Break out the tissues – it’s cold and flu season! Day care facilities, classrooms and parks will soon be filled with sick children performing the music of cough cough, sneeze sneeze, achoo!
So how do you keep your children safe from the common cold and flu this winter?
For the common cold, there’s no magic pill. The best prevention is simply frequent hand washing along with plenty of sleep, exercise and a healthy diet.
To avoid the flu, there’s a less time-consuming but very effective answer: the flu vaccine.
This year the flu vaccine comes in a variety of choices: thimerosal-free, needle-free, egg-free, quadrivalent and trivalent. How do you know which one is best for you or your family?
The good news is that just getting a flu vaccine (of any type) is better than not getting a flu vaccine. Flu vaccines are recommended for everyone 6 months of age and older. To help protect your newborn (too young to get his own vaccine) make sure everyone else at home or anyone who cares for him receives their own flu vaccine.
Other than a sore arm, side effects from the flu shot are rare. And contrary to popular belief, you can’t catch the flu from the flu shot. Scared of needles or looking for an alternative to the traditional flu shot? The nasal spray flu vaccine is a great option for non asthmatic healthy children over 2 years of age. If this is the first year receiving the flu vaccine, and your child is under age 9, he will need two doses one month apart. One bit of good news: the flu vaccine can be given at the same time as other childhood immunizations, so it won’t put your little one behind schedule.
Although the vaccine is updated each year – to combat the influenza virus that changes so often – it is not a cure-all. Unfortunately, the vaccine won’t prevent the sniffles that arrive from other viral infections.
This year’s newest flu vaccine (quadrivalent) will offer a bit more protection as it works against 4, instead of 3 strains of the flu. Although the majority of egg allergic people can have a regular flu shot without any reaction, there is a special flu vaccine this year for those over age 18 who are severely allergic to eggs. For younger children with mild egg allergies, the flu shot can be given in your pediatrician’s office. For more severe cases of egg allergy, your allergist can give the vaccine. Whichever vaccine you choose, all flu vaccines come with a thimerosal free option.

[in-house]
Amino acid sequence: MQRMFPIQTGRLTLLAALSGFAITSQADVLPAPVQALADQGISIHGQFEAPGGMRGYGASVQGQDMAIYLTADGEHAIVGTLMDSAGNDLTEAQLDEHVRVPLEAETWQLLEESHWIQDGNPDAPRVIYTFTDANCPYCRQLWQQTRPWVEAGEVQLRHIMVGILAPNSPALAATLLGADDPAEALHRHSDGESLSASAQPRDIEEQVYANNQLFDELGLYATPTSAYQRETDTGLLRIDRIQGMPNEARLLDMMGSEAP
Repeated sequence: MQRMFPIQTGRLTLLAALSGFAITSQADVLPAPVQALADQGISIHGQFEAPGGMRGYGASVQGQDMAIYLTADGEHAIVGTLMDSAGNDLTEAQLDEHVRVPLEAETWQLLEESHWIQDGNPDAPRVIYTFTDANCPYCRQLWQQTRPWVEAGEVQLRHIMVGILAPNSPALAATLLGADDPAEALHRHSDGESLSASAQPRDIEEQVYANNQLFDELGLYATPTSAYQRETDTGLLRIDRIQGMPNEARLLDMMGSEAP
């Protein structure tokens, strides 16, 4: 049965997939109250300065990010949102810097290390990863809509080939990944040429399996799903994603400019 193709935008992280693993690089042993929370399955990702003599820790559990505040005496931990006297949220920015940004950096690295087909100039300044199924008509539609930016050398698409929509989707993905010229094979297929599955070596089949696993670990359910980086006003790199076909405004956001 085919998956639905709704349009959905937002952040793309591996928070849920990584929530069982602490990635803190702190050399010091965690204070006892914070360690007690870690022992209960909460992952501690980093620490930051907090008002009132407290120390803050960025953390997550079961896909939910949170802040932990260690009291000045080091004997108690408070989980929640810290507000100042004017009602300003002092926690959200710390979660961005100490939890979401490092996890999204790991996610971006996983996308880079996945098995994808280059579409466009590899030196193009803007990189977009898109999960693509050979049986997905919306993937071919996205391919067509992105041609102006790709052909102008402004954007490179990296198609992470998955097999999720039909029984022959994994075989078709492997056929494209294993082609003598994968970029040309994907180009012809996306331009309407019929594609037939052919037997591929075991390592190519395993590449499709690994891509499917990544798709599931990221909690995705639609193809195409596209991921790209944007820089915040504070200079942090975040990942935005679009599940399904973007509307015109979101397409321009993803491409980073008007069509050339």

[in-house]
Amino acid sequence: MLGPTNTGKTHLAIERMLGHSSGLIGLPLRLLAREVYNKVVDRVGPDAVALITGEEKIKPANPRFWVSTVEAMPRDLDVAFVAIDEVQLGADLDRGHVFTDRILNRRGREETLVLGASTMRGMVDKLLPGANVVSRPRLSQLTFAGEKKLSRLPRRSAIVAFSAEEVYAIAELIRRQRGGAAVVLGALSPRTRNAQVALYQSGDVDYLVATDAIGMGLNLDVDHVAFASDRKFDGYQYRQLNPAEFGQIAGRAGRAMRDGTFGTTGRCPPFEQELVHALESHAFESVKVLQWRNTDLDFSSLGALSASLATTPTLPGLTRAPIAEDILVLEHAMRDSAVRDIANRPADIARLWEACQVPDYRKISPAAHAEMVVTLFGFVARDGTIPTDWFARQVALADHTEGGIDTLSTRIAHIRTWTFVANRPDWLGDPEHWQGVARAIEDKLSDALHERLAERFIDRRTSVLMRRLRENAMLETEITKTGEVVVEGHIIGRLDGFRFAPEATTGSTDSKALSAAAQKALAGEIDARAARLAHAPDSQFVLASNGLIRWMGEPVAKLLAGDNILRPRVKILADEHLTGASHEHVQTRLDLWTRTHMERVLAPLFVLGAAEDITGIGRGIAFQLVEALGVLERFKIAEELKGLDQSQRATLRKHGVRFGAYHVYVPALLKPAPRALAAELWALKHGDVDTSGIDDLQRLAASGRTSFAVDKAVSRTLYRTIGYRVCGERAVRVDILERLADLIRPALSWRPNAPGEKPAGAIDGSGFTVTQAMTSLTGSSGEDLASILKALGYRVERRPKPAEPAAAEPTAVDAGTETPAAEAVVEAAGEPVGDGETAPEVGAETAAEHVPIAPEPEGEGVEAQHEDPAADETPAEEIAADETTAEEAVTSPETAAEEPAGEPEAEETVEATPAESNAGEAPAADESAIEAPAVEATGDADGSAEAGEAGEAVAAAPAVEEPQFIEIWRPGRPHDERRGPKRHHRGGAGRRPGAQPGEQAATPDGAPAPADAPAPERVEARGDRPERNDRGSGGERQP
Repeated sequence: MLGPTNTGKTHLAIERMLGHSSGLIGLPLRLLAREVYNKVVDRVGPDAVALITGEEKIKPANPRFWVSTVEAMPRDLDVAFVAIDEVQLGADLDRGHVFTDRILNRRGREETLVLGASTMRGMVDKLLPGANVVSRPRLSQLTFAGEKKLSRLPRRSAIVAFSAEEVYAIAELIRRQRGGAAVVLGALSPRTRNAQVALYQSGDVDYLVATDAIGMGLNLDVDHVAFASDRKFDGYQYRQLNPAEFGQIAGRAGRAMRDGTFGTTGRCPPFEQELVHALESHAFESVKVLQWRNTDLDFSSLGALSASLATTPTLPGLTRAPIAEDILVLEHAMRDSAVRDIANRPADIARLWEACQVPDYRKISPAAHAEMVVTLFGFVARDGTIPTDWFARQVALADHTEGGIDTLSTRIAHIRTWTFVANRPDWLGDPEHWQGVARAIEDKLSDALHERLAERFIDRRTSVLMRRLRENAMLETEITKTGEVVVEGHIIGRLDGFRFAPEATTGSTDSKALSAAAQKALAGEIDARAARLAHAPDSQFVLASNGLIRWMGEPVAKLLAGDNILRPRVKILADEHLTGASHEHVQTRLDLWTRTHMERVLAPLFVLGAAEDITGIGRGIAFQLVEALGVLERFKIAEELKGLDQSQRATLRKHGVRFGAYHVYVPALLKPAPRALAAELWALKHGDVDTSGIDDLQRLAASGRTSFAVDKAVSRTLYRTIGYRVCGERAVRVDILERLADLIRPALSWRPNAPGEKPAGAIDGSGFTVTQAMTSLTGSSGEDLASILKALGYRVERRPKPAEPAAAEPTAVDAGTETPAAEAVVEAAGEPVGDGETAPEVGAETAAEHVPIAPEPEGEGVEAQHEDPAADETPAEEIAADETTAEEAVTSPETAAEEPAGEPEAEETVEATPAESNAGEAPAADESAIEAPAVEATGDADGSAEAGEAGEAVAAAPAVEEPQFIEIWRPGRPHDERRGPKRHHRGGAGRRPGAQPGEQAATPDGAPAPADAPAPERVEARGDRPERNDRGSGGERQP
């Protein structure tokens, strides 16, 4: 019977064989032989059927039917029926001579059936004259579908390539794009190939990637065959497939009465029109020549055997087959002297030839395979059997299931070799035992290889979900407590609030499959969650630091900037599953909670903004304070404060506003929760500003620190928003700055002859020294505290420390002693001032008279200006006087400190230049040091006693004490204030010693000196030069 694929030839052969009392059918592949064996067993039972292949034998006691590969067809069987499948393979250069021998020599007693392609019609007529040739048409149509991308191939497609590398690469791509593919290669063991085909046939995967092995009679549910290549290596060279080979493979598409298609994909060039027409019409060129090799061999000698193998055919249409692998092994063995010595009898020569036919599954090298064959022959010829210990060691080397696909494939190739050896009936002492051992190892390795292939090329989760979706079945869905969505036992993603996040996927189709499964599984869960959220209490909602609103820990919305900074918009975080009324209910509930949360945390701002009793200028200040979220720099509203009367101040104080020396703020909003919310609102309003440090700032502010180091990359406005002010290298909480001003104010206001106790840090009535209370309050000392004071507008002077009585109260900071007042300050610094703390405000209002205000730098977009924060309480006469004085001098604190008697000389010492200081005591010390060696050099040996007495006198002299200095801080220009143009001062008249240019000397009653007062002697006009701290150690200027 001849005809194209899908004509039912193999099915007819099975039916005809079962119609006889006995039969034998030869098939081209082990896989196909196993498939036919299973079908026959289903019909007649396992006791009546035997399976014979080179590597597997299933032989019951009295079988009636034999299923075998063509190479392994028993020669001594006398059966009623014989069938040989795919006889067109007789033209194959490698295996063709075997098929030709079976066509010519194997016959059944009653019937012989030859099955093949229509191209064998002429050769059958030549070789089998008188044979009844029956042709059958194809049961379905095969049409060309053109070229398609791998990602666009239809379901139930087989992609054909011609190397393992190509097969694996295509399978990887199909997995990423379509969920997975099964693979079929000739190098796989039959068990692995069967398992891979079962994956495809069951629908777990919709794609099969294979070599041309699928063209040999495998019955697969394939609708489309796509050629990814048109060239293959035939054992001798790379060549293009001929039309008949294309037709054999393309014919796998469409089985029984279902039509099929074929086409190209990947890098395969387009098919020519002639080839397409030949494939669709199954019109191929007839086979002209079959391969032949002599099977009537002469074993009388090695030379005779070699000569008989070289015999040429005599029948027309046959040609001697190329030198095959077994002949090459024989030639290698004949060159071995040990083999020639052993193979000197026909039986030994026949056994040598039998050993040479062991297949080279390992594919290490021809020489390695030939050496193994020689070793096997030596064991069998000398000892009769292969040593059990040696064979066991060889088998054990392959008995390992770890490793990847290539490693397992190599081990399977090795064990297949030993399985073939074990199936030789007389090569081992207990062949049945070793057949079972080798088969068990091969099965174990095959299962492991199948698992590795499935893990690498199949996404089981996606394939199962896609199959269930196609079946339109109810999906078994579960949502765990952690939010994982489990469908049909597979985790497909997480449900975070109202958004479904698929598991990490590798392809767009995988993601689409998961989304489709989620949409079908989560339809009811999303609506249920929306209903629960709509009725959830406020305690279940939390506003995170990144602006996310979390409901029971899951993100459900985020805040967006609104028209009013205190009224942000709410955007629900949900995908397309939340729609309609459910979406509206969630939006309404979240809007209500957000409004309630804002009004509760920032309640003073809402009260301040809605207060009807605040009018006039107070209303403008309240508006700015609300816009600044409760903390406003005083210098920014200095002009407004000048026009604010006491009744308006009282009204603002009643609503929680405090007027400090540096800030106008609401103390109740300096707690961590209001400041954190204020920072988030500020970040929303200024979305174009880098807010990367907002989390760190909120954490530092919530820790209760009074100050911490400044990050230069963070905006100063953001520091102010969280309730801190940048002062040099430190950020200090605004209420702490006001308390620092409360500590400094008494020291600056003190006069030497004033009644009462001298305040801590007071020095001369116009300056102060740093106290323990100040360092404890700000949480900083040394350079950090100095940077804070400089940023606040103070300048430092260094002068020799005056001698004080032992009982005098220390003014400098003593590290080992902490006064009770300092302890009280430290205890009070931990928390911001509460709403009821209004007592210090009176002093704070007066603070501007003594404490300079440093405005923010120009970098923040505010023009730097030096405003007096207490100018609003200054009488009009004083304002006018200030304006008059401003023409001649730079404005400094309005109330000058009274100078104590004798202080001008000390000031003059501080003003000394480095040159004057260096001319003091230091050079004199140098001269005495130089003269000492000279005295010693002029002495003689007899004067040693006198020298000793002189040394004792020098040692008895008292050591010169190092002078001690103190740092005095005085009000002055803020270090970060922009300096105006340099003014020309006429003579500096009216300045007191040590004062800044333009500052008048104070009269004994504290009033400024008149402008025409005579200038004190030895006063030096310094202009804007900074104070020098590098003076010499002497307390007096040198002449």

OK. So you don’t think getting the vaccine is worth the time, then get set for trouble. If you are otherwise healthy, the flu is probably the worst you will ever feel. The flu can cause fever, cough, sore throat, headache, chills and muscle aches. Most victims are sick for a few days to a week, but some people get much sicker and may even need to be hospitalized. Believe it or not, the flu still causes thousands of deaths each year.
Now is the time to get your flu vaccine and protect yourself and your family this winter. Remember, the best way to prevent cough, sniffles, and colds in your home this winter is to make sure the whole family gets flu vaccines, washes their hands, eats healthy, exercises, gets plenty of sleep and gets regular check-ups. And make sure to see your pediatrician if you have questions! With a flu vaccine and some good living, your home can be filled with pleasant holiday music rather than the sounds of cough cough, sneeze sneeze, achoo!